Virgin Atlantic is to lodge an 11th hour appeal against Brussels’ approval of the takeover of BMI by British Airways parent International Airlines Group.

Virgin has confirmed it will bid to operate all of the 12 Heathrow take-off and landing slots that BA has been forced to give up by the European Commission as part of the deal.

But BA’s rival believes that the slots alone are “completely inadequate” to address the damage which is being done by the deal.

Virgin president Sir Richard Branson called for more of BMI’s slots to be released in order to protect the millions of passengers who will see their options reduced by the takeover.

The airline claims the £172.5 million takeover will cause “serious competitive harm” at Heathrow, giving BA total market dominance at the world’s busiest airport and eroding consumer choice.

Sir Richard is angry at the Commission’s decision to wave through the takeover in just 35 working days.

He said: “We will challenge every aspect of this process which, if allowed to stand, will undoubtedly damage the British airline industry for years to come.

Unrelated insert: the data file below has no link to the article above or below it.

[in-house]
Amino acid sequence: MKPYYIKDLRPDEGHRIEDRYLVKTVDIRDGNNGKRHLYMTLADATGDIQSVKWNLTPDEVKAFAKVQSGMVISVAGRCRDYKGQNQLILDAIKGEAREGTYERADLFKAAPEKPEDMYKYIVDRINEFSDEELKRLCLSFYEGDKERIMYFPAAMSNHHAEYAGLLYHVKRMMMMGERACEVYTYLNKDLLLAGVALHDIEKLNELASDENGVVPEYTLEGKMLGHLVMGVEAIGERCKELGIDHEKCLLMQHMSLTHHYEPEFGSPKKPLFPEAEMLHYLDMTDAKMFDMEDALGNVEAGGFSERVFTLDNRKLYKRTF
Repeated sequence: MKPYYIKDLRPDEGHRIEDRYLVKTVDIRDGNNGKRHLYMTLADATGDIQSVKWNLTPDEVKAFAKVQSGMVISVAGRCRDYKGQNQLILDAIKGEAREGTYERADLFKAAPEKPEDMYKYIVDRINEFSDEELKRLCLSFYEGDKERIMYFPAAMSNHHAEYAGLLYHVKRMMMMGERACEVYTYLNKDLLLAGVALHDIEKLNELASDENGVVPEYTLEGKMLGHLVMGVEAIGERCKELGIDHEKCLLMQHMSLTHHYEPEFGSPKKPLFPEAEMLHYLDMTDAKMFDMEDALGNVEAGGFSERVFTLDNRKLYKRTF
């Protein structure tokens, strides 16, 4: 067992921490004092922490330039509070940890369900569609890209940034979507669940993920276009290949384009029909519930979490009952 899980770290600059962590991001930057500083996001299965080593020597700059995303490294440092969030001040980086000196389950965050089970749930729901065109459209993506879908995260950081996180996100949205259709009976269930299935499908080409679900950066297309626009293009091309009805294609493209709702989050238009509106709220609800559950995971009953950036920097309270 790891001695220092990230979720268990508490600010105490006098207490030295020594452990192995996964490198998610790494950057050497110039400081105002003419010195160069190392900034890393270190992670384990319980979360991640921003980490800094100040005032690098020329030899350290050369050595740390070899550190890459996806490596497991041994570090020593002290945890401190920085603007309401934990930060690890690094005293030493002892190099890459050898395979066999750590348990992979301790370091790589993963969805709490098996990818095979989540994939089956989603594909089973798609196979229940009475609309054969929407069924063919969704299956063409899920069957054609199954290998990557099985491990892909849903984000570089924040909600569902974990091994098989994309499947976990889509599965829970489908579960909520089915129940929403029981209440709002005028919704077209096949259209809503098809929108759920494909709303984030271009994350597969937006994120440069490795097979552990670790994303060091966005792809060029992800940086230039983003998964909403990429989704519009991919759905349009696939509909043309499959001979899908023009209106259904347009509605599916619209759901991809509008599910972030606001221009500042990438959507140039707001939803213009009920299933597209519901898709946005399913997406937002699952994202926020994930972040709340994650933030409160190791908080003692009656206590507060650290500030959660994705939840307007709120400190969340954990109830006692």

“The European Commission has seemingly ignored all of the strong cases made by politicians, business groups and airlines, to enable one big company to become even more bloated.

“Competition regulation should protect the customer from monopoly situations where companies can set whatever prices they like and stop investing in their product. In these situations, the public suffers, the industry suffers, and the country suffers.”

Sir Richard added that it was “crucially important” to not break up the slots IAG is being forced to hand over between numerous airlines, saying effective competition can only be achieved by having a strong and visible alternative.

“You cannot provide serious competition in a piecemeal way and we believe it is crucial to use the slots together to create some sort of critical mass with a strong message to the consumer,” he said.

“This deal was agreed with lightning speed and we think the number of slots offered is derisory – representing less than a quarter of BMI’s former network. The remedies should be there to replicate the competition that BMI represented.

“We hope to overturn this decision on appeal and keep on taking the fight to BA so that the consumer ultimately wins.”